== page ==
Table_1_COVID-19 Vaccination Acceptance Among Healthcare Workers and Non-healthcare Workers in China: A Survey.docx (14.82 kB)
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Table_1_COVID-19 Vaccination Acceptance Among Healthcare Workers and Non-healthcare Workers in China: A Survey.docx

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posted on 02.08.2021, 04:03 by Ming-Wei Wang, Wen Wen, Nan Wang, Meng-Yun Zhou, Chun-yi Wang, Jie Ni, Jing-jie Jiang, Xing-wei Zhang, Zhan-Hui Feng, Yong-Ran Cheng

Background: The coronavirus pneumonia is still spreading around the world. Much progress has been made in vaccine development, and vaccination will become an inevitable trend in the fight against this pandemic. However, the public acceptance of COVID-19 vaccination still remains uncertain.

Methods: An anonymous questionnaire was used in Wen Juan Xing survey platform. All the respondents were divided into healthcare workers and non-healthcare workers. Multinomial logistic regression analyses were performed to identify the key sociodemographic, cognitive, and attitude associations among the samples of healthcare workers and non-healthcare workers.

Results: A total of 2,580 respondents completed the questionnaire, including 1,329 healthcare workers and 1,251 non-healthcare workers. This study showed that 76.98% of healthcare workers accepted the COVID-19 vaccine, 18.28% workers were hesitant, and 4.74% workers were resistant. Among the non-healthcare workers, 56.19% workers received the COVID-19 vaccine, 37.57% workers were hesitant, and 6.24% workers were resistant. Among the healthcare workers, compared with vaccine recipients, vaccine-hesitant individuals were more likely to be female (AOR = 1.52, 95% CI: 1.12–2.07); vaccine-resistant individuals were more likely to live in the suburbs (AOR = 2.81, 95% CI: 1.44–3.99) with an income of 10,000 RMB or greater (AOR = 2.00, 95% CI: 1.03–3.90). Among the non-healthcare workers, vaccine-hesitant individuals were more likely to be female (AOR = 1.66, 95% CI: 1.31–2.11); vaccine-resistant individuals were also more likely to be female (AOR = 1.87, 95% CI: 1.16–3.02) and older than 65 years (AOR = 4.96, 95% CI: 1.40–7.62). There are great differences between healthcare workers and non-healthcare workers in their cognition and attitude toward vaccines.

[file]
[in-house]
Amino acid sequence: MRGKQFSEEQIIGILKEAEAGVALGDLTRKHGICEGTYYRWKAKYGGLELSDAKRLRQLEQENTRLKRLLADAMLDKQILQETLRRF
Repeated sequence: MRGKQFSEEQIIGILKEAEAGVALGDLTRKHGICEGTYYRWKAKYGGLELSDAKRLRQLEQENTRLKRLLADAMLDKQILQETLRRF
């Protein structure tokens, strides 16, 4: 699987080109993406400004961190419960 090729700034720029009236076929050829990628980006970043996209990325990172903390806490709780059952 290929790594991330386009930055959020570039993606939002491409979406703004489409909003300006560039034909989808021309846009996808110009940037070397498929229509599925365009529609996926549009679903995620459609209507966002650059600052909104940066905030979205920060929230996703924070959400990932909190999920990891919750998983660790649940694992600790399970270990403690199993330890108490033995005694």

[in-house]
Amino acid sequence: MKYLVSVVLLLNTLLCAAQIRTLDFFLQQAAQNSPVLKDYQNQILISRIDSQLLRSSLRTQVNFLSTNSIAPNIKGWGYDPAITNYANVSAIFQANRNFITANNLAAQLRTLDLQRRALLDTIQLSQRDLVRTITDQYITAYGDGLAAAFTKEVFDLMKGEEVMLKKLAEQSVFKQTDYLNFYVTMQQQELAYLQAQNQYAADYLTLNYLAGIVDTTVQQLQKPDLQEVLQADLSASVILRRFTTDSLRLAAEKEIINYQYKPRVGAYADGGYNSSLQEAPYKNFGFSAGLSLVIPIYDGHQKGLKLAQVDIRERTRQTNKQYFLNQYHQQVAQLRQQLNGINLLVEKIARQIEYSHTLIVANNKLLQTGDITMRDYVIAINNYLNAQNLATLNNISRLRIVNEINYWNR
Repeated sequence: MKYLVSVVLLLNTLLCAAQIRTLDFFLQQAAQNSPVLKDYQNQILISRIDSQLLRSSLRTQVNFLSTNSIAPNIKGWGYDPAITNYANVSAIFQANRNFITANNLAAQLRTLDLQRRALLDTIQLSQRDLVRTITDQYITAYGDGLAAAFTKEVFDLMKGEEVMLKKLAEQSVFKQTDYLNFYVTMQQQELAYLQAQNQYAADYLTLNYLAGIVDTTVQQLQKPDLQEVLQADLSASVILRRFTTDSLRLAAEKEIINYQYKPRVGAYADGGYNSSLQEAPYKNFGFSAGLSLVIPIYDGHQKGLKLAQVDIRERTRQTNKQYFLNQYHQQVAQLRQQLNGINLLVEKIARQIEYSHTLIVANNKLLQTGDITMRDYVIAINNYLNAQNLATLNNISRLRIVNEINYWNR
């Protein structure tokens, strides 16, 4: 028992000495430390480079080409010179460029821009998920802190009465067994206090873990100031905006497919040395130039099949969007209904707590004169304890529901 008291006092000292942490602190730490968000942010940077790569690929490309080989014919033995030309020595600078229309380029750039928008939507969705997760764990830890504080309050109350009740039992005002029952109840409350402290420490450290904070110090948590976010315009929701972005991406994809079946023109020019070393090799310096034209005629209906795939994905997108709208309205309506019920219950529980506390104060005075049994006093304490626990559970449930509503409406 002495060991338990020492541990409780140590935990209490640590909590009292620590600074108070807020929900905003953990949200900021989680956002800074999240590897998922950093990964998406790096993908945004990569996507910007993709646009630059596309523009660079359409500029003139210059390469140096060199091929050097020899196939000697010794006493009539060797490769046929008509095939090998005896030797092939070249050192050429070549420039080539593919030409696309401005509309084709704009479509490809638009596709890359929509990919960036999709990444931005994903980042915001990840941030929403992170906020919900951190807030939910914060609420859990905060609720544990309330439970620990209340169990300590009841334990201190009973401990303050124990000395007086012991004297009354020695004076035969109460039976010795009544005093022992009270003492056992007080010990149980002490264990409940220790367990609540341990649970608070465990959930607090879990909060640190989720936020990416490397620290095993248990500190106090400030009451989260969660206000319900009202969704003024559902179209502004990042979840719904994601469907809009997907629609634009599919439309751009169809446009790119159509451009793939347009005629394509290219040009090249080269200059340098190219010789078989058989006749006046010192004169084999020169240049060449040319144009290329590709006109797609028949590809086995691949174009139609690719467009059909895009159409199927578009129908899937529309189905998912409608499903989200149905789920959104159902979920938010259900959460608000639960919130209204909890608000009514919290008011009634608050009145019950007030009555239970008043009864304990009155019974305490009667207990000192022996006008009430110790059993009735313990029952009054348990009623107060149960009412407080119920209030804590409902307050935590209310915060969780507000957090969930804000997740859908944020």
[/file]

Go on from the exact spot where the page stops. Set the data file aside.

Conclusions: Our study shows that healthcare workers are more willing to be vaccinated than non-healthcare workers. Current vaccine safety issues continue to be a major factor affecting public acceptance, and to expand vaccine coverage in response to the COVID-19 pandemic, appropriate vaccination strategies and immunization programs are essential, especially for non-healthcare workers.

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